New Bill Set to Level the Playing Field for Best Buy

Brian is a member of The Motley Fool Blog Network -- entries represent the personal opinion of the blogger and are not formally edited.

The inclusion of speculation within your portfolio is one of the necessities of a diversified portfolio in a new age market. These are companies that have “potential” catalysts that could lead to significant gains. As of late, Best Buy (NYSE: BBY) has become a popular choice for those who are acquiring a speculative stock in their portfolio, as it broke out of its trend last Friday to post gains of 7.38%. However, the question is whether or not the stock is a good buy right now?

Why Has Best Buy Fallen?

So why would now be a good time to buy Best Buy? Over the last three years the electronics retailer has seen flat and declining revenue as retailers switch to cheaper online retailers such as Amazon (NASDAQ: AMZN) for electronic purchases. In five years Best Buy has lost 62% of its value while Amazon has increased in value by 263% during the same period. Therefore, as you can see, it is clear that investors have preferred Amazon as it continues to grow rapidly, and investors have avoided Best Buy as some anticipate the second coming of Circuit City.

What is the Catalyst?

Most are aware that Best Buy founder Richard Schulze is in the process of attempting to take the company private. While this remains a strong possibility there was news on Friday that makes Best Buy more attractive as a potential investment. On Friday Amazon fell lower by more than 1.5%, while Best Buy rose over 7%, due to news that Democrats and the GOP are working on a bill in Congress to resolve the online sales tax issue.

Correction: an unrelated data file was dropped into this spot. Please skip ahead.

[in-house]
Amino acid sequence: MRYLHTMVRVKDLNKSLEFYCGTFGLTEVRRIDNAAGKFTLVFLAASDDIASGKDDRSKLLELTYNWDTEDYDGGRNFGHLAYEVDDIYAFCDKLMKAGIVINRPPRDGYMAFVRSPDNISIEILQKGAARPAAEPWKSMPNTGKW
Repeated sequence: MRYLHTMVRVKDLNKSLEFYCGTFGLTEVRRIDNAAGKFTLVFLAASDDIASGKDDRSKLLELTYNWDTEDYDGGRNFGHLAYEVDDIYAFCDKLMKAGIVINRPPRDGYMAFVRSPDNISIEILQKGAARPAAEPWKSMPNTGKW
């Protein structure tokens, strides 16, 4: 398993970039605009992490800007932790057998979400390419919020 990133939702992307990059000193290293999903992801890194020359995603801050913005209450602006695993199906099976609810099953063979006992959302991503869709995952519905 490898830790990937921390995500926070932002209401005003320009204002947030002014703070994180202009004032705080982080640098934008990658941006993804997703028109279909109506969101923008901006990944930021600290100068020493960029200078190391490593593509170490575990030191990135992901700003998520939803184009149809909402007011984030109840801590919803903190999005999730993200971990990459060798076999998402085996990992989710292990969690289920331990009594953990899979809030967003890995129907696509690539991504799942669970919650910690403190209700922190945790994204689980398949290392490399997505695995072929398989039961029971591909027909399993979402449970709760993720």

Up until recently, there was no sales tax for many of these online-based retail companies, but now certain states require that consumers pay sales tax when purchasing products from companies such as Amazon, eBay, and Overstock.com. According to Reuters, a modified version of the sales tax bill will be finalized and sent to President Obama this year. If approved, it would mean that consumers would have to pay sales tax in all states from purchases on Amazon and other online retailers.

The likelihood of this bill passing is great! Currently, the country is missing out on a lot of potential revenue from online sites, and with online sales being more than 5% of all retail sales (and growing) it seems likely that a bill to implement a sales tax would be passed. When you think about it, the fact that this bill has not been passed is not an issue of politicians not wanting sales tax from online retailers, but rather politicians not addressing the issue in the past, or them not moving at the speed of innovation.

How Does this Help Best Buy?

This new bill directly benefits Best Buy. With Amazon offering tablets, smart phones, computers, and all other electronic devices at a cheaper rate, consumers have used Best Buy to window shop and then to purchase from Amazon. Best Buy, who charges sales tax, simply can not compete with the low prices of Amazon, nor the additional 5%-10% that consumers save by not paying sales tax. This bill would level the playing field for Best Buy, and consumers might be more likely to purchase product while at the electronics retailer. After all, a savings of $10 is not near as attractive as a savings of $70 when you account for sales tax.

Conclusion:

This could be the catalyst that Schulze has been anticipating, therefore it will be interesting to see how it may affect the negotiations between the founder and the company. I think this news makes Best Buy very attractive as a potential investment. The stock is trading with a price/sales of just 0.10 and has a dividend yield of 4%. As a result, it might make a very nice speculative investment within your portfolio.


BrianNichols has no position in any stocks mentioned. The Motley Fool recommends Amazon.com. The Motley Fool owns shares of Amazon.com. Try any of our Foolish newsletter services free for 30 days. We Fools may not all hold the same opinions, but we all believe that considering a diverse range of insights makes us better investors. The Motley Fool has a disclosure policy. Is this post wrong? Click here. Think you can do better? Join us and write your own!

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